December 16, 2002 - Bush appoints Kean to chair the Commission.

March 31 - April 1, 2003 - The first of 12 public hearings take place. The focus is hearing from victims and people impacted by 9/11.

July 8, 2003 - The first interim report is released.

September 23, 2003 - The second interim report is released.

March 24, 2004 - Former Counterterrorism Chief Richard A. Clarke testifies at the eighth public hearing. Clark testifies that the Bush administration did not see terrorism as an “urgent issue” prior to September 11.

March 30, 2004 - The White House says it will allow National Security Adviser Condoleezza Rice to testify publicly before the commission investigating the September 11 terrorist attacks, so long as her appearance is not considered a precedent.

April 8, 2004 - Rice testifies in the morning - public and under oath. Former President Bill Clinton testifies in the afternoon. Clinton’s testimony is not public or under oath.

April 13, 2004 - Former FBI Director Louis Freeh, Former Attorney General Janet Reno and current Attorney General John Ashcroft testify at the 10th public hearing. Former acting FBI Director Thomas Pickard and J. Cofer Black, former head of the CIA’s counterterrorism center, also testify.

April 14, 2004 - CIA Director George Tenet and FBI Director Robert Mueller testify in separate public sessions.

April 29, 2004 - Bush and Cheney meet with the 9/11 Commission from 9:30 a.m. until 12:40 p.m., in the Oval Office at the White House. The President and Vice President answer questions but are not under oath. The meeting is not officially recorded. Two members of the White House counsel’s staff are allowed to take notes during the session, as are the commission members.

May 19, 2004 - Former New York City Mayor Rudy Giuliani and former director of New York City’s Office of Emergency Management Jerry Hauer testify before the 9/11 Commission.

May 27, 2004 - Original deadline to report on its findings.

June 16, 2004 - Commission holds its twelfth and final public hearing on its investigation into the September 11 attacks.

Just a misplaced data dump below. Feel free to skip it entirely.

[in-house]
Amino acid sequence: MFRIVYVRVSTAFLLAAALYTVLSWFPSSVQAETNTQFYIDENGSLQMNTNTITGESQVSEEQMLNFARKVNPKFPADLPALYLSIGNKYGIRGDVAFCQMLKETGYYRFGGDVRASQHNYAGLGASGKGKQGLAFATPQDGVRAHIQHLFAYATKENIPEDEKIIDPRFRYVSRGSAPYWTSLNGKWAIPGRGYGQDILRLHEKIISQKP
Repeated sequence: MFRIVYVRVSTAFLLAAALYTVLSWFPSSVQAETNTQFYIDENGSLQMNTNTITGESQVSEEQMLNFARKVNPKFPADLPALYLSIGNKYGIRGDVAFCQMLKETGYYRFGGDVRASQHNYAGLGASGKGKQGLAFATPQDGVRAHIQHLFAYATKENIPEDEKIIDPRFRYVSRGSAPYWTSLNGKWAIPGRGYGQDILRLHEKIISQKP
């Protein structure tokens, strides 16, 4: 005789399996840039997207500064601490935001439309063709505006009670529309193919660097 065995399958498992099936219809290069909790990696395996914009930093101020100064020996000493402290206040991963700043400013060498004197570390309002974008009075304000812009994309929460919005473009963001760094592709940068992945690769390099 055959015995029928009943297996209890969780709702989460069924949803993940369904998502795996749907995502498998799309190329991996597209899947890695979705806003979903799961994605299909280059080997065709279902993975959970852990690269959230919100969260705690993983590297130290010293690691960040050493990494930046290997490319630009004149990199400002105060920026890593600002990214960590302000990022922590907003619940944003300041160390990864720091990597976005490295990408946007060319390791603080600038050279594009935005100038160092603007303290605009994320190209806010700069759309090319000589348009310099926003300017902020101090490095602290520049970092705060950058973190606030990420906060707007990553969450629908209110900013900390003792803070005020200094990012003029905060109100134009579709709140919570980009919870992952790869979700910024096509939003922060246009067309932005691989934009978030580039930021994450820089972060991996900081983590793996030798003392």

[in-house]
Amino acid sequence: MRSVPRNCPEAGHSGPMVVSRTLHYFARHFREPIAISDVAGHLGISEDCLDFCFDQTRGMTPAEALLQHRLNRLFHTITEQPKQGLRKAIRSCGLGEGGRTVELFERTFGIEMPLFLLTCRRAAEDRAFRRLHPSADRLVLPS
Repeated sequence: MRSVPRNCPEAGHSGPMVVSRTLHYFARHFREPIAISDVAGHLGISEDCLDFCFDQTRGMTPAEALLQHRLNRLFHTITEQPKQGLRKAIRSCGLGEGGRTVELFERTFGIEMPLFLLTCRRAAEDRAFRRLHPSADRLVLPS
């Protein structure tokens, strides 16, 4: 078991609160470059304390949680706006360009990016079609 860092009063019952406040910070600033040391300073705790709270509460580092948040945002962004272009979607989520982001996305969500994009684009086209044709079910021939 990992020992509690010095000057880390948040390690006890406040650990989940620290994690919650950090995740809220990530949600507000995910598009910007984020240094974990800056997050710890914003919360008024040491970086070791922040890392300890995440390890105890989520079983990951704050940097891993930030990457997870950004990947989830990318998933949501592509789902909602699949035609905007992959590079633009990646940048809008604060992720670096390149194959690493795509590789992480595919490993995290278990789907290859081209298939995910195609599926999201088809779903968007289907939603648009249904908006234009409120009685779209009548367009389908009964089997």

July 22, 2004 - The Commission releases its final report. The report said the original plot called for 10 hijacked planes, al Qaeda’s role in the 1993 World Trade Center bombing was uncertain and there was no “credible evidence” of cooperation between Iraq and al Qaeda.

July 15, 2005 - It is announced that actors Hilary Swank and Kevin Costner will narrate the upcoming documentary film “On Native Soil: The Documentary of the 9/11 Commission Report.” The film will tell some of the survivors’ stories and will examine some of the commission’s recommendations.

September 10-11, 2006 - ABC airs a dramatization based on the 9/11 Commission Report called “The Path to 9/11.” It airs over two nights with limited commercial interruption. Kean serves as a senior consultant on the project.

July 21, 2011 - The Department of Homeland Security releases a report citing “significant progress” in fulfilling specific recommendations made by the 9/11 Commission.

August 31, 2011 - The heads of the 9/11 Commission release a report warning of gaps in terrorism prevention in the United States. The report, Tenth Anniversary Report Card: The Status of the 9/11 Commission Recommendations, highlights nine of the commission’s recommendations that remain unfulfilled.

January 2012 - Despite the 9/11 Commission’s directive to make most of their material available to the public by 2009, the records remained sealed at the National Archives and Records Administration (NARA).

April 12, 2012 - Kean and Hamilton, now leaders of the Bipartisan Policy Center’s re-launched Homeland Security Project, announce new members.

March 25, 2015 - The FBI releases its final report on the 9/11 Review Commission: The FBI: Protecting the Homeland in the 21st Century. The report discusses the FBI’s implementation of the commission’s recommendations.

July 2015 - The Interagency Security Classification Appeals Panel declassifies and authorizes the release of some 9/11 Commission documents, including one on FBI files related to 9/11. The file, dubbed “Document 17” or “File 17” in media reports because it is the 17th of 29 released, contains information about links between Saudi Arabia and the 9/11 hijackers It has much of the same information contained in the 28 pages of a congressional report on 9/11 which are released about a year later.